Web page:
Tuesday, March 31, 2009

The One That Got Away

I've been wanting to post about this for a while, and I'm not just doing it. Not by any specific event, but really I have been chomping at the bit to update with a Junior Editor Spotlight and am awaiting answers from my first guest (there've been some delays due to vacations and pretty much an insane amount of work at the office right now).

Anyway, I wanted to write about "the one that got away." That is to say, those manuscripts, and every editor has them, that they loved but just couldn't buy for some reason. I wanted to talk about it, both because it is a part of the business that is really sad for us, but also to show those aspiring authors out there that sometimes you're not the only ones who are sad when an editor can't buy your book. And that is something to remember - not all rejections mean the editor didn't like your book. Sometimes we loved it but there are other factors.

Editors of all levels do A LOT of reading and it is a constant struggle to keep up with the seemingly neverending piles of potential published books. Most of them we just won't connect with for some reason - either they need way too much work, or they aren't right for our list or they aren't really a children's novel. So when we find those projects that really call out to us, it is a really exciting (and scary) time for us. I say scary because there are a lot of steps (I won't bore you with the details, since I've described them in previous posts) and at any one of those steps, we could be given a reason why we can't take this book any further.

There have been several times when I've really loved a project and couldn't buy it. Once I brought a project to my weekly editorial meeting to get extra readers. They agreed it was a great story but that it needed a lot of work. So I offered to do a revision. When I got the revision back, we discussed it and decided it still needed too much work to take on as-is, so I offered to do another revision. Unfortunately, at that stage, another editor had made an offer on it and it went somewhere else. Another time, I brought this great project to editorial meeting and my readers had positive feedback but thought it needed work. I did the revision with the author and thought it turned out great, but when I brought it back to edit meeting, my team just didn't think it was working and I had to pass. I've also seen books go all the way up to the Publications Committee meeting, with multiple editors really excited about a book and the Editorial Director's support...and they just don't like it, or get it, or think we can publish it well...and you can't argue with the Pub Comm team. They know they're shit.

It's quite sad when you lose a project, either having to reject it or seeing it go to another house. But those are also the projects that can become your "I toldja so" books. Those books that go somewhere else, do well, and you can forever say, "I toldja so" to your team. I have a few of those, none that have hit the bestseller lists or won major awards yet, but we'll see. And when you lose those books, no matter how they do, it's always great to see how that other publisher handles that book and watch it come to life from an outside perspective.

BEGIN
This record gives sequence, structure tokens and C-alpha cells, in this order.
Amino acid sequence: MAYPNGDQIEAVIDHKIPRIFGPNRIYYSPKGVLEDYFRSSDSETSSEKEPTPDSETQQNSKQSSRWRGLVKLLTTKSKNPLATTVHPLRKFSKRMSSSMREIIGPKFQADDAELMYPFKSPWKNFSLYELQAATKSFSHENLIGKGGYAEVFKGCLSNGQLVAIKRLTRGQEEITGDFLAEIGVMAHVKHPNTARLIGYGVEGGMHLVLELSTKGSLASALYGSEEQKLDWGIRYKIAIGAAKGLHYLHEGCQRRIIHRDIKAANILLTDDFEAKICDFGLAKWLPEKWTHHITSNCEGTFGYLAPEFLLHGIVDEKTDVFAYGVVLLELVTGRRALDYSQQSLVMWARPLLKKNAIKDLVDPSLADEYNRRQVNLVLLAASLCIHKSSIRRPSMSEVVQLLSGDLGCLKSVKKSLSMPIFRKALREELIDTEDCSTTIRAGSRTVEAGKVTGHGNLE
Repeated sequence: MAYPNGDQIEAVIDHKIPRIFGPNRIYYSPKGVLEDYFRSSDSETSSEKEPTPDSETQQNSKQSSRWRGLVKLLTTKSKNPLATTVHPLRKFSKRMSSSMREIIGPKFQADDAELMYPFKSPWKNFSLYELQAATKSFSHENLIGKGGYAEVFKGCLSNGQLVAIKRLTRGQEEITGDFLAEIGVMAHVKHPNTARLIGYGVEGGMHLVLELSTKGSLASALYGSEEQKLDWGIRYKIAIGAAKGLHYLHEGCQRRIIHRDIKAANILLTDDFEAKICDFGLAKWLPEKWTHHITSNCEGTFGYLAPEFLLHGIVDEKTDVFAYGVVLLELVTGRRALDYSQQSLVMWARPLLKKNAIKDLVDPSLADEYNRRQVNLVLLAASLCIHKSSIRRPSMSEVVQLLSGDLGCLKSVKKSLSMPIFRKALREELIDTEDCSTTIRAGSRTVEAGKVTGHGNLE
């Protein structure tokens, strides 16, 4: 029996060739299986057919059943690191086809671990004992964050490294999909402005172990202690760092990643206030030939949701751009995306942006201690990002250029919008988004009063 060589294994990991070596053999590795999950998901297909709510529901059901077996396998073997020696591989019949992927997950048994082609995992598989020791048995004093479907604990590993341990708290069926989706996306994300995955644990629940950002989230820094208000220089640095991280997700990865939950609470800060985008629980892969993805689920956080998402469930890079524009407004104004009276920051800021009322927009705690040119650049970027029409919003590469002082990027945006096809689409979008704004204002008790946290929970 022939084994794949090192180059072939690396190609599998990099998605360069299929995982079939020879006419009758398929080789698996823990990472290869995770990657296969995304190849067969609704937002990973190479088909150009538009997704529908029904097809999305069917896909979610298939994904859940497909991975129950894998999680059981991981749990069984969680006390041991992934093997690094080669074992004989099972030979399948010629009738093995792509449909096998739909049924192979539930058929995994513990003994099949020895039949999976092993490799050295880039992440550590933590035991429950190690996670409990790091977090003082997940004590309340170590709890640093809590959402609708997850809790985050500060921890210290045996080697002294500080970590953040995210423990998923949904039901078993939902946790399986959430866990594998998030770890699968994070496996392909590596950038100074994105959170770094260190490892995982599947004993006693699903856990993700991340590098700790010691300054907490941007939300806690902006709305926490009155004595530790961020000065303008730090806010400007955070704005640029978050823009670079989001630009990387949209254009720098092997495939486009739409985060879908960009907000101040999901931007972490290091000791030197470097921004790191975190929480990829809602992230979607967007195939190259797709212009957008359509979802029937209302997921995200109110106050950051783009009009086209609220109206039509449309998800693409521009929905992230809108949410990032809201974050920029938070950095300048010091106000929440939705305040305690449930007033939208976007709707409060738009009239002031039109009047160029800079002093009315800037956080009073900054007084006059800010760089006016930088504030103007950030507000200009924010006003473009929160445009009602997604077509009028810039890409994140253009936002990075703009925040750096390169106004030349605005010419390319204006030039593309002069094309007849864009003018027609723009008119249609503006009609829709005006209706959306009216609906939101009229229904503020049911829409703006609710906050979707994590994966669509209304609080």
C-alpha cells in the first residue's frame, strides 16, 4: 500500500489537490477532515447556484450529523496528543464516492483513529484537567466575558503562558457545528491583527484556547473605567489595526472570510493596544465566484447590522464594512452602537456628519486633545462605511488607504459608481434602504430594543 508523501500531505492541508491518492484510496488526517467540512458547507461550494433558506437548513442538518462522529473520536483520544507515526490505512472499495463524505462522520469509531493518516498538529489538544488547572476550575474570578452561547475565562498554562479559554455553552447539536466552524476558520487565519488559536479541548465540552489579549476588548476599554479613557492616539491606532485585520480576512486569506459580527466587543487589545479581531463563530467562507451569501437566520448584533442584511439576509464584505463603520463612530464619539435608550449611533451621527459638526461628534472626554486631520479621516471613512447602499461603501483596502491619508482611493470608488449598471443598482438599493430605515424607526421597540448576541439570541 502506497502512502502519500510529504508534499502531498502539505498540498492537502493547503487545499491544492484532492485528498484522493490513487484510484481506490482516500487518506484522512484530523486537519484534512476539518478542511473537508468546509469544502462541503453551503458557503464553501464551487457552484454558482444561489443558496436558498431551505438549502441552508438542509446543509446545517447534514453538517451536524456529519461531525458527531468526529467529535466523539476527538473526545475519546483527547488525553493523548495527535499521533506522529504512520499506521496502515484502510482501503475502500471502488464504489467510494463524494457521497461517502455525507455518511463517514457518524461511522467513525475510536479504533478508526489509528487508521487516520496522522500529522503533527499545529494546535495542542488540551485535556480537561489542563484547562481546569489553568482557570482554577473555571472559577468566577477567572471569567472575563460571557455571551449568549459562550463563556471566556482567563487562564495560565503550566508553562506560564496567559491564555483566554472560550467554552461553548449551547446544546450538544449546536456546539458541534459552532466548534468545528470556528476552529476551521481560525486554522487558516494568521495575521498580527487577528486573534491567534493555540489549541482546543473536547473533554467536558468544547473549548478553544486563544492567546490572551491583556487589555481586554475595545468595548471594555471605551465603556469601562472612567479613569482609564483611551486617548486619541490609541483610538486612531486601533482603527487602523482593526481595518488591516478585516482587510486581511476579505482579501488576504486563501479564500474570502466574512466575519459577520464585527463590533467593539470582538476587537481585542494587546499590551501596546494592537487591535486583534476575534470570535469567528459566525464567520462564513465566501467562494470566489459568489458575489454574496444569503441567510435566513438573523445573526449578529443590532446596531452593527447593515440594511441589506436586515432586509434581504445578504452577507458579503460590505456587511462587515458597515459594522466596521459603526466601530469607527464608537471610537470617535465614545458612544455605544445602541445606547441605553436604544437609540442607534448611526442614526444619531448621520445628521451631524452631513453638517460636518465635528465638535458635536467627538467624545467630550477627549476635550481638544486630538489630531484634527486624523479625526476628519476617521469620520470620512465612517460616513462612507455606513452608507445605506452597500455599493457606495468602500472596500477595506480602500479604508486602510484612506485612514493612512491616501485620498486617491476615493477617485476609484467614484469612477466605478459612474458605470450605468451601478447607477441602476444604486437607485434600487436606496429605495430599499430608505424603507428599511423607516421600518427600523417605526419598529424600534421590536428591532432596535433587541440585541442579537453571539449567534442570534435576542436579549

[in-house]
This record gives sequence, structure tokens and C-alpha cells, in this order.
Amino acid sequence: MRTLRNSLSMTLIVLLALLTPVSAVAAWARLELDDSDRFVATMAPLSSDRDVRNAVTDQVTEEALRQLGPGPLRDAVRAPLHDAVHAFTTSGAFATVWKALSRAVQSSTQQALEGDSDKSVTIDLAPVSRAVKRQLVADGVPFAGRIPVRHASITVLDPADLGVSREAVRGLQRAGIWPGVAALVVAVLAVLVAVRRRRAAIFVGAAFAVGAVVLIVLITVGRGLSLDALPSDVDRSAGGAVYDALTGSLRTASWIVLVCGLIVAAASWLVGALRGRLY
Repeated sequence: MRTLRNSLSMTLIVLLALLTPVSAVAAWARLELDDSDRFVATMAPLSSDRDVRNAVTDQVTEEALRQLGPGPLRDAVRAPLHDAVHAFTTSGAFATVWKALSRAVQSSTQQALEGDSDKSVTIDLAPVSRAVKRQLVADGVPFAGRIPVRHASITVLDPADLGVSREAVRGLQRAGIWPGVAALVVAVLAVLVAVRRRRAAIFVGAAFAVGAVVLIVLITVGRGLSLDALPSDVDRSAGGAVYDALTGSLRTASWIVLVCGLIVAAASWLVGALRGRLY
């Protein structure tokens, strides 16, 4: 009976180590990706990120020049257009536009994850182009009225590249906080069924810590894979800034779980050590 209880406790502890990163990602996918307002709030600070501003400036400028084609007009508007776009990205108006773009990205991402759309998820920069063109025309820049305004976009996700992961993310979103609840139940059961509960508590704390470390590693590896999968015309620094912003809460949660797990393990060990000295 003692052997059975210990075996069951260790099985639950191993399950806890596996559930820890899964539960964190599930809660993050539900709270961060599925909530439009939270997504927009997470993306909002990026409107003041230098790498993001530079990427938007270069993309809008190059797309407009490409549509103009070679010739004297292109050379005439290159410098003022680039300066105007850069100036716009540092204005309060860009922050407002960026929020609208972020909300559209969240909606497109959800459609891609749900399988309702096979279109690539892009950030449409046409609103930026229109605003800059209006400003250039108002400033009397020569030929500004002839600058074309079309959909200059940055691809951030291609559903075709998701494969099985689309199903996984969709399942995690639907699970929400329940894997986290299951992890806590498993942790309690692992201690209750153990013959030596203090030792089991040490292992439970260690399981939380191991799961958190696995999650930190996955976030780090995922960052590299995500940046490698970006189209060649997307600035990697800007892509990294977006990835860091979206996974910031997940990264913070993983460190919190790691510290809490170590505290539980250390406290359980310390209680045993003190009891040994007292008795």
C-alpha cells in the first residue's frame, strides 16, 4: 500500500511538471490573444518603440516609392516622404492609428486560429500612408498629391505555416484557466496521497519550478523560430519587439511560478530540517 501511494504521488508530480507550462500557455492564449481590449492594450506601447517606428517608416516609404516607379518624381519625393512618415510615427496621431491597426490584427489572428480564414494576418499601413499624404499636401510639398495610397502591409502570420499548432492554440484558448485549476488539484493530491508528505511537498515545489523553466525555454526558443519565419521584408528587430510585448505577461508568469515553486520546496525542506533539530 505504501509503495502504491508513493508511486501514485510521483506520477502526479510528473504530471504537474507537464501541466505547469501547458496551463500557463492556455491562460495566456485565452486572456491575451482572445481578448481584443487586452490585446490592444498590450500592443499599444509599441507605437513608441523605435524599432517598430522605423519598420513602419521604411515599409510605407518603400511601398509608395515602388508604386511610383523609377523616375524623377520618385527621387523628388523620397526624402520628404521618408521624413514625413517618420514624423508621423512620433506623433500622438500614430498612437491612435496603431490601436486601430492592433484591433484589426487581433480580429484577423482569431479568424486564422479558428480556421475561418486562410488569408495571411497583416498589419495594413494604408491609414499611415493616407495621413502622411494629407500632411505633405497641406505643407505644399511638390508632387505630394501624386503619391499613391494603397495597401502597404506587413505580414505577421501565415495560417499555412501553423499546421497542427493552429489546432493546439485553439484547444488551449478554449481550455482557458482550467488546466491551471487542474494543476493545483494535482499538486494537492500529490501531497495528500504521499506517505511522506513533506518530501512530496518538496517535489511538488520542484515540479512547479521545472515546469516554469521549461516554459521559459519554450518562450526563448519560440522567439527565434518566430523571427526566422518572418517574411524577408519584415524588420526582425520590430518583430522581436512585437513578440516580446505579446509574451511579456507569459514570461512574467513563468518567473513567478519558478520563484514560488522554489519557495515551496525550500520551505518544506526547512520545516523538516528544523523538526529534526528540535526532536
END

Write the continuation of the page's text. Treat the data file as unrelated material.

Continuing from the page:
So for aspiring authors who think every rejection means we don't like your book---just remember, sometimes it hurts us as much as it hurts you and sometimes we really don't want to reject it either. But publishing is a team effort and if the team can't get behind a book, it's better off somewhere that will know how best to support it or that believes in it more. And that editor who had to reject you will be out there, rooting you on as an industry cheerleader, and probably bugging your agent or editor for an ARC when they come in.

13 comments:

Jill Corcoran said...

Fantastic post.
Thanks for sharing.

ZC said...

Sad =(

Tara Maya said...

I had to chuckle at the "Itoldyaso" books!

taralazar said...

Great post. It's so interesting to hear the editor's perspective. Your post serves as a reminder that sometimes rejections are all business and not emotion--and thus, we can't let our own emotions get the best of us. Just keep submitting, just keep going, and hope that one day, we're an "itoldyaso" title. Thanks for sharing your perspective.

cabadov said...

I never really thought about the editor's side. Puts a different perspective on things. Thanks for sharing. Cheers

Paul Ă„ertker said...

Lots of heart. Thanks for posting.

Urban Superhero said...

Your a funny, funny dude, and honest. I love it. I wrote a book I need someone like you to give me your opinion/ Check me out on Youtube at "urbansuperhero"
Keep bloging!!
DANGERMAN

Emma Newman said...

I second Tara L - it's so helpful to hear about the experience from the other side - we aspiring authors are often so caught up in our own struggle that it's easy to forget that struggles also take place on the other side of the wall.

Though I must admit, I don't know whether to be heartened or deflated! Ah well, onwards as ever.

zac said...

please update =)

books i'm excited for:
20 boy summer
hatelist
ash
and the new Sara Zarr! the cover is up on amazon and i <3

taralazar said...

Methinks it's about time for a new blog post.

T.S. said...

It definitely is time for a new post. I have one written but I'm running it by someone who knows better because I want to make sure it's appropriate first. :-)

Jill Corcoran said...

Oh, I definitely want to read it if it is inappropriate:)

Diane Farr said...

Thank you for this post. I was one of your almost-authors, once upon a time! My WICKED COOL ended up at Cerridwen Press, if you're wondering. But thanks for reading it -- twice! -- and giving it the ol' college try.